I’ve always been a bit of an Anglophile, and I come by it honestly. My family tree is littered with immigrants from England, and I can trace the Sammons line (formerly Salmon) back to John Salmon, who emigrated from Fenstanton, England in the early 17th century. My blood runs Union Jack. So I’ve taken a keen interest in the British referendum to leave the European Union, and am a strong supporter of Britain leaving the EU.
But my support for “Brexit” goes deeper than some deep-seeded, inherited nationalism. In general, I support any movement to break up large governments or even large nations. As I’ve written previously, I even support the breakup of my own country. Why do I desire smaller nations?
Democracy Demands Decentralization
The 20th century witnessed a great movement towards centralization. This movement included both brutal attempts, like Hitler’s Third Reich and Stalin’s U.S.S.R, and more outwardly benign endeavors, like the United Nations and the European Union. All the elites agreed: it was better for nations to unite under a common cause or even a common flag than for them to remain separate. At times this desire was well-intentioned. It was believed that a patchwork of nation-states inevitably led to conflict and aggression. As long as there was a Germany and a France and a Great Britain and other small nation-states scattered throughout the world, there would be wars between them. But if they were to unite under a shared banner, then peace would descend upon the nations like manna from heaven. We need a central government to keep us in check, they said.
But the dangers of centralization were either ignored or forgotten. The larger a State grows, the more democracy declines. Witness the growth of my country, the United States. From a small group of 13 states with less than 4 million people, America is now a 50-state, 300-million+ person behemoth. Directly proportional to the growth of our country has been the decline of democracy. The average citizen, heck, even the extraordinary citizen, has little or no impact on the direction of our country. We are currently witnessing a presidential election between two of the most despised people in the country. How is that truly representing the people? Size does matter when it comes to governance.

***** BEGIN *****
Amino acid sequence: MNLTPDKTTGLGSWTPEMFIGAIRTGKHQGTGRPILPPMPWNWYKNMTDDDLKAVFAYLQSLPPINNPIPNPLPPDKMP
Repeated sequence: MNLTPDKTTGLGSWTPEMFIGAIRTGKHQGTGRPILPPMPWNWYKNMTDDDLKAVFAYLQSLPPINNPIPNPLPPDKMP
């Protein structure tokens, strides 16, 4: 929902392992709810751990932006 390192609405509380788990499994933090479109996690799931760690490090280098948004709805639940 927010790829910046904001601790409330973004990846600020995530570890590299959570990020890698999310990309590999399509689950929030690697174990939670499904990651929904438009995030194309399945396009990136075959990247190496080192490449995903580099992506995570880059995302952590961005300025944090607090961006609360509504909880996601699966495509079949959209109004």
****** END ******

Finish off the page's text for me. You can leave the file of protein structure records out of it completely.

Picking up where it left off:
But at least in America we still have the veneer of democracy. The European Union doesn’t even pretend to be democratic anymore. Unelected bureaucrats now dictate every aspect of Europeans’ lives, and no detail is too insignificant for them to control, as this documentary makes quite clear:
The centralization of Europe has led to the death of democracy in Europe.
Of course, arguments against leaving usually paint decentralization as some form of nationalism or even racism. “You only care about yourselves!” “You don’t want to be part of the family of nations!” But decentralization is actually the most multicultural of desires. For it advocates each culture determining their own path to the future. If Britons wants to be governed differently than Germans or Spaniards, why shouldn’t they be allowed to? For that matter, if Coloradans want to be governed differently than Californians, why shouldn’t they be allowed to?
National leviathans by their very nature demand more control over the diverse citizenry. And more control means less freedom. At its essence, the movement for decentralization is a movement for more direct democracy and more freedom.
Brexit: Overcoming Uncertainty
Unfortunately, I don’t actually think Brexit will pass. Not because of any polls I’ve seen (most show a very tight contest), but because the status quo is too hard for people to overturn. The average person wants most of all for things to stay the same, even if “the same” isn’t really satisfactory. They fear change. And the Remain arguments have mostly consisted of fear-mongering: the economy will tank, Britain will be more susceptible to terrorism, and Britian will be left behind in the modern world. When people are faced with uncertainty (Leave) and certainty (Remain), they usually choose certainty, no matter what that certainty consists of.
But if Brits were somehow able to overcome that inertia and vote Leave, I think we would see the first crack in the freedom-killing centralizing forces of the 20th century. It could lead to more and more decentralization, which would lead to more people being able to truly govern themselves – not just be governed by nameless functionaries in Brussels or Washington.
For decentralization, for democracy, I hope Britain votes to Leave the EU.
For further reading: